Regional Reviews: Minneapolis/St. Paul
We first meet Michael, played by Bradley Greenwald, in 2005 as he visits Sophie's grave for the first time since 1960, when he was 12 years old. He has returned to Saint Paul for his son's wedding. Through Michael's mind we are transported back to those seven days in 1960, as he, his brother Richard, and sister Pam cling to their images of Sophie as their Grandma. They also wonder about the somber Jewish traditions of mourning, such as covering up all mirrors and sitting on hard benches. Pam, the oldest, rejects the old ways, while Michael and Richard are not quite sure.
Along with Sophie's grandchildren are their mother Linda, who was Sophie's daughter-in-law; Sam, who was Sophie's brother; Sam's wife Clara, who as a young woman was best friends with Sophie; and Oscar, Michael's grandfather and Sophie's husband, though the two had been long separated. Through Linda, Sam, Clara and Oscar, Michael and his siblings learn more about their beloved grandmother as the chain of life stories passes from one generation to the next.
Sophie is an on-stage presence in two guises. Elizabeth Hawkinson plays young Sophie, the girl who is forced to escape Poland. She settles in the Jewish immigrant enclave of Saint Paul's West Side Flats, where she is courted by Oscar, a third generation Jewish-American with an eye for Sophie and an ear for musiche is a professional drummer. Kersten Rodau plays the older Sophie, who pushes Oscar out of their home after he has disappointed her and their children too many times, and has learned to face the challenges of forging a new life. Sophie was always determined to look forward, never back. She held no sentimentality for the life she left behind in Europe. And, yet, she carried with her much of the traditions and beliefs deeply ingrained during her formative years in Poland.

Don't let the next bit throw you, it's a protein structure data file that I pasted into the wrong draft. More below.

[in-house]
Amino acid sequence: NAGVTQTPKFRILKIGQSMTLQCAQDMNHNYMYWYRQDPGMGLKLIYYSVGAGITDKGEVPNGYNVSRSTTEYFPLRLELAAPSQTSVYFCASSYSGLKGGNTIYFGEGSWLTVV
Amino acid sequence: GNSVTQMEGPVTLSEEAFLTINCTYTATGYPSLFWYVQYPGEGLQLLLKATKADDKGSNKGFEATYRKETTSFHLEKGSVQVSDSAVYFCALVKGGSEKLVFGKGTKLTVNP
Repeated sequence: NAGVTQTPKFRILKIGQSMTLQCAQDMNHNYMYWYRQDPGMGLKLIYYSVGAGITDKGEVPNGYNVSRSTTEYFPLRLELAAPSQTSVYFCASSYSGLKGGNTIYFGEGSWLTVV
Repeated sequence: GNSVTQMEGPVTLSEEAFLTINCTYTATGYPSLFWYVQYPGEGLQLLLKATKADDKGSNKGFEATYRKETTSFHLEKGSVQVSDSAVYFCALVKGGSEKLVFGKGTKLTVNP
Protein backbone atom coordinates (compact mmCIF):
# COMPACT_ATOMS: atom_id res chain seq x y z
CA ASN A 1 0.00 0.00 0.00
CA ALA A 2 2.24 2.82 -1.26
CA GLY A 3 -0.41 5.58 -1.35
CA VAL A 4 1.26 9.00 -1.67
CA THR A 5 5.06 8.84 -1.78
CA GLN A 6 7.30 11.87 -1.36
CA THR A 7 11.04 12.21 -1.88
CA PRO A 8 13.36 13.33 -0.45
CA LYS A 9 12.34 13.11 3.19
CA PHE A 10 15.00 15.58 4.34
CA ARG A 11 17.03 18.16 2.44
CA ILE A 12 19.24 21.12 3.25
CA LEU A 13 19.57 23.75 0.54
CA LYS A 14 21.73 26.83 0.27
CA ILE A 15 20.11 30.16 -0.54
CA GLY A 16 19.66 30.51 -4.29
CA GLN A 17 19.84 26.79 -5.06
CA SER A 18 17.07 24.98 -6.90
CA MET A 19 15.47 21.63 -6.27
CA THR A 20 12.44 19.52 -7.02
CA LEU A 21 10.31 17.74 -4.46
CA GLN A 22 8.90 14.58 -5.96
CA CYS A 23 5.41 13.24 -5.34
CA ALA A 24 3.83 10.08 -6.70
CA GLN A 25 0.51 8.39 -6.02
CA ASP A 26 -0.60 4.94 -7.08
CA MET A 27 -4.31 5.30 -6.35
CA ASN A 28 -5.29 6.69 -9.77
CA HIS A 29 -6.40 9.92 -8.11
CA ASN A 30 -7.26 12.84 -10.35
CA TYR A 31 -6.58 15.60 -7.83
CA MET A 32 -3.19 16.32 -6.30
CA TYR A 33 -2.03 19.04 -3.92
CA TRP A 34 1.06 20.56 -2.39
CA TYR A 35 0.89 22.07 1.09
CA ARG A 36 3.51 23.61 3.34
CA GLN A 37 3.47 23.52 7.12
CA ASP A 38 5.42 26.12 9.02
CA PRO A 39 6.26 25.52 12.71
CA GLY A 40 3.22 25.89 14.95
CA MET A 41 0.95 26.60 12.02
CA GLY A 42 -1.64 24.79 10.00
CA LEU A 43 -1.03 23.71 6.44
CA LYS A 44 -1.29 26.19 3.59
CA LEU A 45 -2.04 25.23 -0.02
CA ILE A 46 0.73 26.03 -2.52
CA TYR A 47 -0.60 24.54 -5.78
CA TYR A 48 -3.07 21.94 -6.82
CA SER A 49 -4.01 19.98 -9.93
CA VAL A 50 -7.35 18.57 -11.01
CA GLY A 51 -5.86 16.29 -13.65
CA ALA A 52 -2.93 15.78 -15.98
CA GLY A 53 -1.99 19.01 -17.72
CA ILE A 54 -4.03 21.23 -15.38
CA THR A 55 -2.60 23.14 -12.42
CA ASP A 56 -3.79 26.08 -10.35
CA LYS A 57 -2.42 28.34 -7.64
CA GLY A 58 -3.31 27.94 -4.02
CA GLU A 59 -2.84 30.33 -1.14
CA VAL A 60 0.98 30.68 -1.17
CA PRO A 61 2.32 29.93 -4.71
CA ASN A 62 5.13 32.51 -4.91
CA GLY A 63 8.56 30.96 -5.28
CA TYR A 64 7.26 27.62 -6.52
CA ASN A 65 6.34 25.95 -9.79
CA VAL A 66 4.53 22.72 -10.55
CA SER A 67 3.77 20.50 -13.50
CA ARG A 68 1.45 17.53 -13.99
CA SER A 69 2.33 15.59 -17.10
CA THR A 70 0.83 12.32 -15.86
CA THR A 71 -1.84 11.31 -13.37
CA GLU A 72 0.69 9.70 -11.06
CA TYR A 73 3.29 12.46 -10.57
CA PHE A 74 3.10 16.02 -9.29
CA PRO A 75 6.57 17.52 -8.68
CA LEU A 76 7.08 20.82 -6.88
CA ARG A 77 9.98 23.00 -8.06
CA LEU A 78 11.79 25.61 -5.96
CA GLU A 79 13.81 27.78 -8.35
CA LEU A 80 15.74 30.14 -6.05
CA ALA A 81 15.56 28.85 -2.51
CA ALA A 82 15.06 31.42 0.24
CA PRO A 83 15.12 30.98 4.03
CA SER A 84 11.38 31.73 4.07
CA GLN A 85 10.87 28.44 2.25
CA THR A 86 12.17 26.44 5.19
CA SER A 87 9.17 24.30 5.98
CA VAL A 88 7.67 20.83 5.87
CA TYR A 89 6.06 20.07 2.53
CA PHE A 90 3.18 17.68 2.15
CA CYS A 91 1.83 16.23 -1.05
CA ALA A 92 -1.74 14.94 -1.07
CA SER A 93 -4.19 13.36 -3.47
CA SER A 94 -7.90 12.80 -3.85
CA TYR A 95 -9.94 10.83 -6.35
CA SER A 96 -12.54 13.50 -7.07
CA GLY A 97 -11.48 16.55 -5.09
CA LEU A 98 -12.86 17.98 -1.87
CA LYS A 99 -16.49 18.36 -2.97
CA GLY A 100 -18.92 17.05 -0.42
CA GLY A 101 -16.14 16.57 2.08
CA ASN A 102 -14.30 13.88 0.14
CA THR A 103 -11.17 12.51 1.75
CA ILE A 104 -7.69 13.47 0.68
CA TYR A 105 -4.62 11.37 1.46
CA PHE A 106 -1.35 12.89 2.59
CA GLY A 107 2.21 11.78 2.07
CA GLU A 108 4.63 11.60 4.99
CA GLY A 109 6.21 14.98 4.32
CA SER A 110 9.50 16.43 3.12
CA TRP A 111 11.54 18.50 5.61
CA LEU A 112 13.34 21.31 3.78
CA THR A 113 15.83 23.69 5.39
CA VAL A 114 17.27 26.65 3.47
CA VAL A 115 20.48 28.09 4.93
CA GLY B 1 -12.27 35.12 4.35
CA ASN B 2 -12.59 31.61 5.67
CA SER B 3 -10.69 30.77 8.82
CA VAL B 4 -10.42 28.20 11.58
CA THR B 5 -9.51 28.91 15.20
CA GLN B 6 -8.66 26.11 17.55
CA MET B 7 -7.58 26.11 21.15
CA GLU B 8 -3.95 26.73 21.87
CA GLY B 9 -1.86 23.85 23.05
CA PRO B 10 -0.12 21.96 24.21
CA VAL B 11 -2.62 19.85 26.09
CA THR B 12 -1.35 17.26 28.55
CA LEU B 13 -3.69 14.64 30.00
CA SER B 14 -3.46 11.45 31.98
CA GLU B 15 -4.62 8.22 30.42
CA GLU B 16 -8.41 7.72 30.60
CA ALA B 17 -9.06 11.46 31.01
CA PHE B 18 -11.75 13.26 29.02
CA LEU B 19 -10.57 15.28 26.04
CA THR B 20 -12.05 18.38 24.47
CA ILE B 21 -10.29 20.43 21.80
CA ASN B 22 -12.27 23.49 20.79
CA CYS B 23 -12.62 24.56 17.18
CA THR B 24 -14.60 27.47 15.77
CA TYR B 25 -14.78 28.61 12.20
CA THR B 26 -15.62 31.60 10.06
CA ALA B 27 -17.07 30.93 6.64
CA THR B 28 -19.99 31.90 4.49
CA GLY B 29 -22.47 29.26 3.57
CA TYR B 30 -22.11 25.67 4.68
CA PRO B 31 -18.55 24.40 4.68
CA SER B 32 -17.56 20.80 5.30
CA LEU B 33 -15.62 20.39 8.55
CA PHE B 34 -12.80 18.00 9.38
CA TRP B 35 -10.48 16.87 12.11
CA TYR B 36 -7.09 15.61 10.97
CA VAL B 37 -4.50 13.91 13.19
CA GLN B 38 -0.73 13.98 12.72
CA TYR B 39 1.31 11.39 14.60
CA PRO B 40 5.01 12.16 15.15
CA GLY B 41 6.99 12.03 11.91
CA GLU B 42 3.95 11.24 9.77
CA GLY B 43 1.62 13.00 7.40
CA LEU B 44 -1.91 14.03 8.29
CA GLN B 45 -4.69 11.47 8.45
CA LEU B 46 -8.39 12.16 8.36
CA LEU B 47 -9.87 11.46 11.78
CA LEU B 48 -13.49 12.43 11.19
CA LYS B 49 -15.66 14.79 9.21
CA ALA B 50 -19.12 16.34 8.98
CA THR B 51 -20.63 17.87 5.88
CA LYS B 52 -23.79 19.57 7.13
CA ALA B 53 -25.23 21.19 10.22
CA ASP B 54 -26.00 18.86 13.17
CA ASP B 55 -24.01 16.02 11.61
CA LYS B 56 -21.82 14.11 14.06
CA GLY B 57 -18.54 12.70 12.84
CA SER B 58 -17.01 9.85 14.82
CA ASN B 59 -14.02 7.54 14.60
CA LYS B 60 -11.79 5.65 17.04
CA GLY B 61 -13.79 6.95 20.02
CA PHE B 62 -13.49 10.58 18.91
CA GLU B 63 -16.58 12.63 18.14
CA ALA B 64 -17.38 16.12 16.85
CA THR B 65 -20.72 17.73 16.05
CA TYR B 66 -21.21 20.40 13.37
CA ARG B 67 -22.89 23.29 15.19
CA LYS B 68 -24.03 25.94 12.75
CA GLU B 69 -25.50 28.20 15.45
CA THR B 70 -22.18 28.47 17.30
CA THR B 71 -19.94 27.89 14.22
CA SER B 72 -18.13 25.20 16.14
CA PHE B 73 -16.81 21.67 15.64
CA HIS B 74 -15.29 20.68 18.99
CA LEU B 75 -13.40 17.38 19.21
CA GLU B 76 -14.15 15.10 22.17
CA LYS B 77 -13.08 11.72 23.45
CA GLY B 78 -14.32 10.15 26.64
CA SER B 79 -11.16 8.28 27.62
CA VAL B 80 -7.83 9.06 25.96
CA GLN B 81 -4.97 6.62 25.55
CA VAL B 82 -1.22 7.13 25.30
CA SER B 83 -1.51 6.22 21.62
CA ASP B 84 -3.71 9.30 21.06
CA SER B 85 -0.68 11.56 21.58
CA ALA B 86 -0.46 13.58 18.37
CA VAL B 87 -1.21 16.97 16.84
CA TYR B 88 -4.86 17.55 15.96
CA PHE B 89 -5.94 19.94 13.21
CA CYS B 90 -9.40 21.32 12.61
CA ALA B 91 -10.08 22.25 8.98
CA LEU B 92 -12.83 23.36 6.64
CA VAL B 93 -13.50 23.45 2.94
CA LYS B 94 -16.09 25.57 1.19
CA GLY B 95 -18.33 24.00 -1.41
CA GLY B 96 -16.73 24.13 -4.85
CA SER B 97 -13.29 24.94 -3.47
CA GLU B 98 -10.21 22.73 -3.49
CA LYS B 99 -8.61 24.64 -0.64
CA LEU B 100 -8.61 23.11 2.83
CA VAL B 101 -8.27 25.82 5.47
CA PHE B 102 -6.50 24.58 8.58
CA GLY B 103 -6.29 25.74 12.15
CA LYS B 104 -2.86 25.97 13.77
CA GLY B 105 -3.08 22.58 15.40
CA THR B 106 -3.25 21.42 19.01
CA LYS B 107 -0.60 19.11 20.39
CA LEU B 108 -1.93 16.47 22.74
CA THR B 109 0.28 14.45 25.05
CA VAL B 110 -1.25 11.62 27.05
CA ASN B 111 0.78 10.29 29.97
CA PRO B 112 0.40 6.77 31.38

The stories told about Sophie range from momentousthe travails of her walk across Poland dressed as a boy for safety's sake, Oscar's proposal to her, and the breakdown of their marriageto more gentle memories that furnish a sense of Sophie, rather than her biography, such as teaching young Michael to kosher a chicken or dancing along to tunes on the radio. Throughout is a theme of adapting to lossboth loss of loved ones and loss of traditions as the old ways one by one slip away.
The anecdote-sharing, recovery of long-lost heirlooms, and bickering over the accuracy of memories is often set to Roberta Carlson's melodies, which draw upon traditional Jewish music, with a couple of nods to popular music of the passing decades, including a slow rag and a boogie-woogie. The music is well played by a three-piece band that includes frequent Klezmer clarinet rills. Much of the music is atmospheric, with melodies that feel less than fully developed. Some of the songs that work best, both musically and to advance the play, include "Marry Me," "Sometimes Love Is Not Enough," and "Say the Names," a moving song about keeping loved ones alive in our hearts by speaking aloud their namesa traditional part of Jewish prayer services. "Dancing to the Radio" showcases Sophie's lighthearted side, while lifting the spirits of Linda and her grieving children. "Sophie Simon Took a Walk" is a jaunty tune that tells her immigrant story as a game that children can embrace; later on "1905: Sophie's Story" describes the same journey with far more detail and drama, and making it clear her escape and passage to America was no game.